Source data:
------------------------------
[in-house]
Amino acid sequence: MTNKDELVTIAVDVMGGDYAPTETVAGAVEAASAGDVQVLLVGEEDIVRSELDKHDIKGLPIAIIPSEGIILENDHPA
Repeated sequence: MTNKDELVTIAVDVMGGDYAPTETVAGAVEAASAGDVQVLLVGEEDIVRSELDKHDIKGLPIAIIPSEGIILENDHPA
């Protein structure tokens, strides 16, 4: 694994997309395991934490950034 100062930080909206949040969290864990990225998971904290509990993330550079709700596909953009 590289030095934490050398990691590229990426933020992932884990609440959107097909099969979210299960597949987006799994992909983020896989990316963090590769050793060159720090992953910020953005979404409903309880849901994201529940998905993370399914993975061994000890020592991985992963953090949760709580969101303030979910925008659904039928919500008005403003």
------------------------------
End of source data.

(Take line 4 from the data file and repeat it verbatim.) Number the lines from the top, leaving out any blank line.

């Protein structure tokens, strides 16, 4: 694994997309395991934490950034 100062930080909206949040969290864990990225998971904290509990993330550079709700596909953009 590289030095934490050398990691590229990426933020992932884990609440959107097909099969979210299960597949987006799994992909983020896989990316963090590769050793060159720090992953910020953005979404409903309880849901994201529940998905993370399914993975061994000890020592991985992963953090949760709580969101303030979910925008659904039928919500008005403003």